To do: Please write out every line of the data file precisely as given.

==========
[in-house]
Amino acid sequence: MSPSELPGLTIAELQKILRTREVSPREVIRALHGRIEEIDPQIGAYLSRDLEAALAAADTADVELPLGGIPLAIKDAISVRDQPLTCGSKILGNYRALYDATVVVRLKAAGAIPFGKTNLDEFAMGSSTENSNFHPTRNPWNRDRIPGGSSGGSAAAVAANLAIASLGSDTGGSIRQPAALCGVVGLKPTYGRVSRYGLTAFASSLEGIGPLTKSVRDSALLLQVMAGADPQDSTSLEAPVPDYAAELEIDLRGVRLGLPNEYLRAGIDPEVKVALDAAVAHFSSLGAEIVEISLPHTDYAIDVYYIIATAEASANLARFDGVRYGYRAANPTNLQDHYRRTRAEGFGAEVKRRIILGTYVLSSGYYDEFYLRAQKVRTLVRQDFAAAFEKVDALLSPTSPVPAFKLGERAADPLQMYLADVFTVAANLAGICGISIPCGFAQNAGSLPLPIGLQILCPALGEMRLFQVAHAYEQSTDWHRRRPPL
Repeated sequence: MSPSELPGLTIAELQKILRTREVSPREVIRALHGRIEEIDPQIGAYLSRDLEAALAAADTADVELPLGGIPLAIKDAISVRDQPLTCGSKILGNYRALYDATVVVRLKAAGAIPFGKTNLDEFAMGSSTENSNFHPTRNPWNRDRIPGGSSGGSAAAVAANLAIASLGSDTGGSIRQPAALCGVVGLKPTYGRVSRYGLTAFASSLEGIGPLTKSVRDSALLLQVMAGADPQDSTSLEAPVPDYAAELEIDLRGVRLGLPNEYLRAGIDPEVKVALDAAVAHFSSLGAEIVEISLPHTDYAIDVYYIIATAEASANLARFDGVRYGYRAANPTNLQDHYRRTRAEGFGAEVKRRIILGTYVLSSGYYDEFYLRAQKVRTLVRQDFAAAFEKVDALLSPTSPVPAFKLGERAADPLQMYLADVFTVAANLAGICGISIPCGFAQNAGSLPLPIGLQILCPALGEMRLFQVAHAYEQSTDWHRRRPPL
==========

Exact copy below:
[in-house]
Amino acid sequence: MSPSELPGLTIAELQKILRTREVSPREVIRALHGRIEEIDPQIGAYLSRDLEAALAAADTADVELPLGGIPLAIKDAISVRDQPLTCGSKILGNYRALYDATVVVRLKAAGAIPFGKTNLDEFAMGSSTENSNFHPTRNPWNRDRIPGGSSGGSAAAVAANLAIASLGSDTGGSIRQPAALCGVVGLKPTYGRVSRYGLTAFASSLEGIGPLTKSVRDSALLLQVMAGADPQDSTSLEAPVPDYAAELEIDLRGVRLGLPNEYLRAGIDPEVKVALDAAVAHFSSLGAEIVEISLPHTDYAIDVYYIIATAEASANLARFDGVRYGYRAANPTNLQDHYRRTRAEGFGAEVKRRIILGTYVLSSGYYDEFYLRAQKVRTLVRQDFAAAFEKVDALLSPTSPVPAFKLGERAADPLQMYLADVFTVAANLAGICGISIPCGFAQNAGSLPLPIGLQILCPALGEMRLFQVAHAYEQSTDWHRRRPPL
Repeated sequence: MSPSELPGLTIAELQKILRTREVSPREVIRALHGRIEEIDPQIGAYLSRDLEAALAAADTADVELPLGGIPLAIKDAISVRDQPLTCGSKILGNYRALYDATVVVRLKAAGAIPFGKTNLDEFAMGSSTENSNFHPTRNPWNRDRIPGGSSGGSAAAVAANLAIASLGSDTGGSIRQPAALCGVVGLKPTYGRVSRYGLTAFASSLEGIGPLTKSVRDSALLLQVMAGADPQDSTSLEAPVPDYAAELEIDLRGVRLGLPNEYLRAGIDPEVKVALDAAVAHFSSLGAEIVEISLPHTDYAIDVYYIIATAEASANLARFDGVRYGYRAANPTNLQDHYRRTRAEGFGAEVKRRIILGTYVLSSGYYDEFYLRAQKVRTLVRQDFAAAFEKVDALLSPTSPVPAFKLGERAADPLQMYLADVFTVAANLAGICGISIPCGFAQNAGSLPLPIGLQILCPALGEMRLFQVAHAYEQSTDWHRRRPPL